It can be argued that it would be much more democratic if the Treasuries were allowed to borrow directly from their central bank. By electing a government on a program, we would know what deficit it intends to run and thus how much it will be willing to print, which in the long run is a debate about the possible level of inflation. Instead, it has been argued that decisions made on democratic grounds might be unstable as they are affected by elections. However, the independence of central banks is also serving the interest of commercial bankers as we argue now.
In practice, the central bank buys and sells bonds in open market operations. At least it is always doing so with short term T-bonds as part of the conventional monetary policy, and it might decide sometimes to do it as well with longer maturity T-bonds as part of the unconventional monetary policy. This blurs the lines between a model where the central bank directly finances the Treasury, and a model where this is done by commercial banks since they result in the same final situation. Indeed, before an open market operation the Treasury owes central bank money to a commercial bank, and in the final situation it owes it to the central bank itself, and the central bank money held by the commercial bank has been increased accordingly.
The commercial bank has accepted to get rid of an IOU which bears interest, in exchange of a central bank IOU which bears no interest. However the Treasury will never default on its debt, because the state also runs the central bank which can buy an infinite amount of T-bonds. Said differently, if the interest rates for short term T-bonds start to increase as the commercial banks become more and more reluctant to buy these, the central bank needs to buy as many short-term bonds as necessary to ensure the short term interest rates on T-bonds remain at the targeted level. By using these open market operations a sovereign state running a sovereign currency has the means to ensure that the banks are always willing to buy T-bonds, whatever the deficit is.
However, this system has a drawback. First when the commercial bank bought the T-bond, it had to pretend that it was worried the state might never reimburse, so as to ask for interests rates which are at least slightly higher than the interest rate at which they can borrow from the central bank, and make a profit on the difference. Of course the banks knew they would always be reimbursed, because the central bank always stands ready to buy bonds. As the interest rates departed from the target chosen by the central bank, the latter bought short term bonds to prevent the short term rate from increasing. In order to convince a commercial bank to get rid of a financial instrument which is not risky and which bears interest, the only solution is to pay more than the current value of the bond, which amounts to a decrease of the interest rate on those bonds. The bank thus makes an immediate profit instead of a larger profit later. This difference goes directly into the net worth of the banker and amounts to money creation.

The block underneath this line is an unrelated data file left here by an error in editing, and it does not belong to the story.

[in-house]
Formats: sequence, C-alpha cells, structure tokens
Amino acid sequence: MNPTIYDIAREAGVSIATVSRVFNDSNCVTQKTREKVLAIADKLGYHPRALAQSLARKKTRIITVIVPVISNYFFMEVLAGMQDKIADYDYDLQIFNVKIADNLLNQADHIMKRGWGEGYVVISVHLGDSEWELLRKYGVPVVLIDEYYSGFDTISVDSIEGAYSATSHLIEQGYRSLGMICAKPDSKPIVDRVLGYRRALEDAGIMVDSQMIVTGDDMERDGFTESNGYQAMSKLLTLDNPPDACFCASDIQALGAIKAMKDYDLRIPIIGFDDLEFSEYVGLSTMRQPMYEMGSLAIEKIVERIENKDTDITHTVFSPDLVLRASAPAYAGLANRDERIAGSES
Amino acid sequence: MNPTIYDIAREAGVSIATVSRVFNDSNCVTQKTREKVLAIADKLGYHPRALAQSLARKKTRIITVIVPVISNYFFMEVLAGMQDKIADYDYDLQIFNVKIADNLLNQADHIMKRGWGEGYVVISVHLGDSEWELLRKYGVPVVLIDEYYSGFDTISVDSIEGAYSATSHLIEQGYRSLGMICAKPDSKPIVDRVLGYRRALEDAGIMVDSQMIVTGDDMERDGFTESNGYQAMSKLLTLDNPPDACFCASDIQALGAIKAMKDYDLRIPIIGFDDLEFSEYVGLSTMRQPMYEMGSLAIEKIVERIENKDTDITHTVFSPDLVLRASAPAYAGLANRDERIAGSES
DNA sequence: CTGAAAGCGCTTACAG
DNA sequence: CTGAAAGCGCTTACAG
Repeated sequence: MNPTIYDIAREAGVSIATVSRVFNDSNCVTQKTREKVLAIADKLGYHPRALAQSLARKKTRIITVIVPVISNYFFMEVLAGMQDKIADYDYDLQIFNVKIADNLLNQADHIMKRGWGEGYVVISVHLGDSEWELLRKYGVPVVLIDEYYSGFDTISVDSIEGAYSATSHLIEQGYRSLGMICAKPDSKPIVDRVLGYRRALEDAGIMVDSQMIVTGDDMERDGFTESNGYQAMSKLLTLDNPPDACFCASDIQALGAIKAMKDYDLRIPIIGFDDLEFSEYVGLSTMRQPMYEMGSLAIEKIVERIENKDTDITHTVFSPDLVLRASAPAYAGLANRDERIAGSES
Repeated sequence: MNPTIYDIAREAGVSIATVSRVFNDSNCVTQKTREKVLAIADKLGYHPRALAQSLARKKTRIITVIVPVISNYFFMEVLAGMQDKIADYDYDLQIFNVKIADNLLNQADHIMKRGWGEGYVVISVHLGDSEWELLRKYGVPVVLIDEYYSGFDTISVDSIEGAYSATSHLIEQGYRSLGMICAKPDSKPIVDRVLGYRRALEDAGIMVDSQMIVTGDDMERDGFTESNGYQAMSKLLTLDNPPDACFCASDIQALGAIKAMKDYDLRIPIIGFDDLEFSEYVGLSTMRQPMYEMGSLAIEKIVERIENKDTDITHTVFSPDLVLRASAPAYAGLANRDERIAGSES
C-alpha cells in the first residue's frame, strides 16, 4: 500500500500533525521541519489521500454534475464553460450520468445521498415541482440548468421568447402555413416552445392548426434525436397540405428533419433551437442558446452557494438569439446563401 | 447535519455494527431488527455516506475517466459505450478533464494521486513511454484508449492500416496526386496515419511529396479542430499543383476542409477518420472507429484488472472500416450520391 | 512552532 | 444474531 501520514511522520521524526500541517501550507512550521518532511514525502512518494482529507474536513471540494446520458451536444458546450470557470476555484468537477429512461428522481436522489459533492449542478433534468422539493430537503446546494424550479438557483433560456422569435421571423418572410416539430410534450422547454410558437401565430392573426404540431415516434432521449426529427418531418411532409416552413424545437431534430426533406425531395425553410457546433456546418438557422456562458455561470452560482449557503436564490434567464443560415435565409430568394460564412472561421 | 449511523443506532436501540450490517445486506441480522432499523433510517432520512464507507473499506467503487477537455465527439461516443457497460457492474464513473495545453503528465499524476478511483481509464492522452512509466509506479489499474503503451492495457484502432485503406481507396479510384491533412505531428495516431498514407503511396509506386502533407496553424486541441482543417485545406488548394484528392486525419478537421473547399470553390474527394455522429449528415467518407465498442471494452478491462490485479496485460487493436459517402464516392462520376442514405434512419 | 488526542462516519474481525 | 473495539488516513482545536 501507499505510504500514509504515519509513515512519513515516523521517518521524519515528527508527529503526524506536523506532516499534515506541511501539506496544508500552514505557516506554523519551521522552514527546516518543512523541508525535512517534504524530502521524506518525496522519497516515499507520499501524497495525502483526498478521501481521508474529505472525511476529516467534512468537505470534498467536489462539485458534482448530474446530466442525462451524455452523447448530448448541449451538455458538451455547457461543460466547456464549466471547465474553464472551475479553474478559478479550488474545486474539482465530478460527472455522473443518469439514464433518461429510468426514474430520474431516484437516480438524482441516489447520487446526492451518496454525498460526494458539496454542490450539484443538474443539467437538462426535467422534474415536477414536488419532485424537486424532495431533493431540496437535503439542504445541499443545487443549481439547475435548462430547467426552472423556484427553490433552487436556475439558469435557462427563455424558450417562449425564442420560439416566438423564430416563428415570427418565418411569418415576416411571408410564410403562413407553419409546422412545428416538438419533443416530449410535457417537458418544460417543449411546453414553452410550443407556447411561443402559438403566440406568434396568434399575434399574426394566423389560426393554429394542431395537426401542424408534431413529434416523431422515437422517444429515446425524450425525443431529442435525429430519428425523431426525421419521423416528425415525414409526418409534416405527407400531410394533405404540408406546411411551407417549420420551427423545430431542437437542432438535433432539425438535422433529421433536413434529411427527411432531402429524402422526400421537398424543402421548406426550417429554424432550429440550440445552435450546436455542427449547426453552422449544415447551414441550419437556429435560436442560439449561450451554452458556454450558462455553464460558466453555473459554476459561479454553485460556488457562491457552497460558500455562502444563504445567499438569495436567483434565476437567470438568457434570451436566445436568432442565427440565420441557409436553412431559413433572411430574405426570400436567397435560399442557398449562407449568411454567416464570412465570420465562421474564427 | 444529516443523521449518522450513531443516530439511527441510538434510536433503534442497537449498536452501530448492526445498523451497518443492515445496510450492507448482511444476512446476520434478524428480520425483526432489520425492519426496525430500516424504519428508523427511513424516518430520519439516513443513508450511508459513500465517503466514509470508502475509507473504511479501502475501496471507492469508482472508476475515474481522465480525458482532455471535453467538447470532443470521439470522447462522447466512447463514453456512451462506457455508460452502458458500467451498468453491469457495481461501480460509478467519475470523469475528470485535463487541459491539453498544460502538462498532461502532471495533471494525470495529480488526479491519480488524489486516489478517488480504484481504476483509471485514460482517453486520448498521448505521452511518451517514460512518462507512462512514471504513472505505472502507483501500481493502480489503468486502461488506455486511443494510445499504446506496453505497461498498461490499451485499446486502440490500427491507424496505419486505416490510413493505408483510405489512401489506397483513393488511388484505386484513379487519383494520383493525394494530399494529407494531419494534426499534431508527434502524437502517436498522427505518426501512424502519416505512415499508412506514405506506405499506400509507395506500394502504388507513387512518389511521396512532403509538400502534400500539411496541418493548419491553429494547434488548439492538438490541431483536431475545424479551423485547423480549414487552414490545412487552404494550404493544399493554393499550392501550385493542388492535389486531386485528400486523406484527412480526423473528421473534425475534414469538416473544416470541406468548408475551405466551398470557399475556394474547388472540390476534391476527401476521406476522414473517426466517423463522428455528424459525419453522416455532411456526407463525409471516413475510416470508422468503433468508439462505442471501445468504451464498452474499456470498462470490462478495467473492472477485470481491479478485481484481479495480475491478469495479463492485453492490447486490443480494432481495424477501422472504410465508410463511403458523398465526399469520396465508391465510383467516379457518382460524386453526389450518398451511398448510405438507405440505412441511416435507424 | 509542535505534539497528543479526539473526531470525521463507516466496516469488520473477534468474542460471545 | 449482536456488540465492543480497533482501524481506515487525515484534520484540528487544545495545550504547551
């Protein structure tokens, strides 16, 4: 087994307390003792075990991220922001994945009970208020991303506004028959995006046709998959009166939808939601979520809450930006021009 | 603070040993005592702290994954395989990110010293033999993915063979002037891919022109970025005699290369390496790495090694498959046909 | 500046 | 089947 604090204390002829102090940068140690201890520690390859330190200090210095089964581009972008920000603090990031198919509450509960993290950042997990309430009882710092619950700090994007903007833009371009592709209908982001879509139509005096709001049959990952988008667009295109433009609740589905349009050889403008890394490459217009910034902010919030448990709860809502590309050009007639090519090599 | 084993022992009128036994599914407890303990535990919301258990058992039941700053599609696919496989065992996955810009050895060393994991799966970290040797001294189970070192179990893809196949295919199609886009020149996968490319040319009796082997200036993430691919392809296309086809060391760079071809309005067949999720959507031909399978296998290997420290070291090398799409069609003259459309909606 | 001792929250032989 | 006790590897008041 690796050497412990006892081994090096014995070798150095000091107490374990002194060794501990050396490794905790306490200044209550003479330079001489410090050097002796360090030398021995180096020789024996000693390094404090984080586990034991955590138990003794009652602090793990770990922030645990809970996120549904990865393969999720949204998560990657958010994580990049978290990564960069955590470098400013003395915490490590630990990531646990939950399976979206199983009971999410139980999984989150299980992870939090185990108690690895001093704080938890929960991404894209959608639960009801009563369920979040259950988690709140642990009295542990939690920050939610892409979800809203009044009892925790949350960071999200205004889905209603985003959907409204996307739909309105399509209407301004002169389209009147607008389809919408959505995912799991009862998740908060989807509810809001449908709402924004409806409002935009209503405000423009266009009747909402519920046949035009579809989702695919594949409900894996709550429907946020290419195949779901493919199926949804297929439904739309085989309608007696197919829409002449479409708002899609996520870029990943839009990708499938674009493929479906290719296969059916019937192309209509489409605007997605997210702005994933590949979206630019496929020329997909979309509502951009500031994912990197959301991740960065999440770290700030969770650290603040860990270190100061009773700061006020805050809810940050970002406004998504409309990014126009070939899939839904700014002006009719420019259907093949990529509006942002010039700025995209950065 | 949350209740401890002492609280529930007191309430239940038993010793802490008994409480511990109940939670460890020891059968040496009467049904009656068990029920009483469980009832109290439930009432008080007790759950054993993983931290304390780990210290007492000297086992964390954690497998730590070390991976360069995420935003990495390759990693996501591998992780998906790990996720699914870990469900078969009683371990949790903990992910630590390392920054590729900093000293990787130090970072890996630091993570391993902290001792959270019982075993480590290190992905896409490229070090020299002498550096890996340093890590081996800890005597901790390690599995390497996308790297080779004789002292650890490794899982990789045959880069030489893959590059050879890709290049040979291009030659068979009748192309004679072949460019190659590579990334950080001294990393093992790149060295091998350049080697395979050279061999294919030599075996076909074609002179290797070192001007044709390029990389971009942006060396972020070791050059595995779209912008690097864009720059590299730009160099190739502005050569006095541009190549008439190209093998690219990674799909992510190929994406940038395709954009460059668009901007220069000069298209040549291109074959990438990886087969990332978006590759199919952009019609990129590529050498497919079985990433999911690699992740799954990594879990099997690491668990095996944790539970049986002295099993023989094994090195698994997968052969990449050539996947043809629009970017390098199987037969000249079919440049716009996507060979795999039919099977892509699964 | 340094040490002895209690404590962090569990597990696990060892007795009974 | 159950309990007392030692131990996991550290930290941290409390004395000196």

To conclude, we reach the same stage as if the Treasury had sold directly its bond to the central bank, except that now we have increased by a small amount the net worth of the bankers. By first selling the bonds to the commercial banks, instead of selling directly to the central bank, the bankers were able to realize a small profit. But this profit is an immediate and easy one. So they have on one side to pretend they do not like when the Treasury goes into debt, so as to be able to ask for the highest possible interest rate, and secretly enjoy it since either they make a profit when it falls due, or even better immediately if the central bank buys the bonds to control the interest rates.
The commercial banks will always end up with a part of their assets denominated directly in central bank money, which bears no interest, and T-bonds, which bear interest. If we adopt a consolidated state point of view, where we merge the Treasury and the central bank, then the commercial banks have two types of accounts. Deposits which bear no interests, and saving accounts which generate interests, just like everybody. In order to control the interest rate, the consolidated state shifts the amounts from the interest-less to the interest-bearing account and vice-versa.
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[…] attempts to squeeze the liquidity of banks in order to limit their credit advances by, say, open market operations (selling government bonds) are frustrated by the ease with which banks may restore their liquidity […]